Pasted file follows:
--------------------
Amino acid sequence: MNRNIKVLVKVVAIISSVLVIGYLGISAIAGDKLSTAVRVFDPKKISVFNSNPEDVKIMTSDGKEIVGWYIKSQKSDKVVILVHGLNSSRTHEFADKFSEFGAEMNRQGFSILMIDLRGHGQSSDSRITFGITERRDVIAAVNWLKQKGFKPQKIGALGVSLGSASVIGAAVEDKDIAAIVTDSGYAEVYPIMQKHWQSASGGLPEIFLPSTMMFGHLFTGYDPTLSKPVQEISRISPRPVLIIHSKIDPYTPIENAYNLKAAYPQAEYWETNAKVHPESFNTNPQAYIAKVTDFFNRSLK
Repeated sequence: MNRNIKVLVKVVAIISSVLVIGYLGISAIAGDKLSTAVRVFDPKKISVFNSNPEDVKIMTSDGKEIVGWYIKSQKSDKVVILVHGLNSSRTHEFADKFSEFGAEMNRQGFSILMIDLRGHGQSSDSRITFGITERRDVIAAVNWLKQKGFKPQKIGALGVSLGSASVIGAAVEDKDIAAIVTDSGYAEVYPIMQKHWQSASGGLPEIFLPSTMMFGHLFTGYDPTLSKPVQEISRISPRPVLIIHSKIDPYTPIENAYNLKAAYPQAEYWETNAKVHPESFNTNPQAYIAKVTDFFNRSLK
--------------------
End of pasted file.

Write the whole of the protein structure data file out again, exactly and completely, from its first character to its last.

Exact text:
Amino acid sequence: MNRNIKVLVKVVAIISSVLVIGYLGISAIAGDKLSTAVRVFDPKKISVFNSNPEDVKIMTSDGKEIVGWYIKSQKSDKVVILVHGLNSSRTHEFADKFSEFGAEMNRQGFSILMIDLRGHGQSSDSRITFGITERRDVIAAVNWLKQKGFKPQKIGALGVSLGSASVIGAAVEDKDIAAIVTDSGYAEVYPIMQKHWQSASGGLPEIFLPSTMMFGHLFTGYDPTLSKPVQEISRISPRPVLIIHSKIDPYTPIENAYNLKAAYPQAEYWETNAKVHPESFNTNPQAYIAKVTDFFNRSLK
Repeated sequence: MNRNIKVLVKVVAIISSVLVIGYLGISAIAGDKLSTAVRVFDPKKISVFNSNPEDVKIMTSDGKEIVGWYIKSQKSDKVVILVHGLNSSRTHEFADKFSEFGAEMNRQGFSILMIDLRGHGQSSDSRITFGITERRDVIAAVNWLKQKGFKPQKIGALGVSLGSASVIGAAVEDKDIAAIVTDSGYAEVYPIMQKHWQSASGGLPEIFLPSTMMFGHLFTGYDPTLSKPVQEISRISPRPVLIIHSKIDPYTPIENAYNLKAAYPQAEYWETNAKVHPESFNTNPQAYIAKVTDFFNRSLK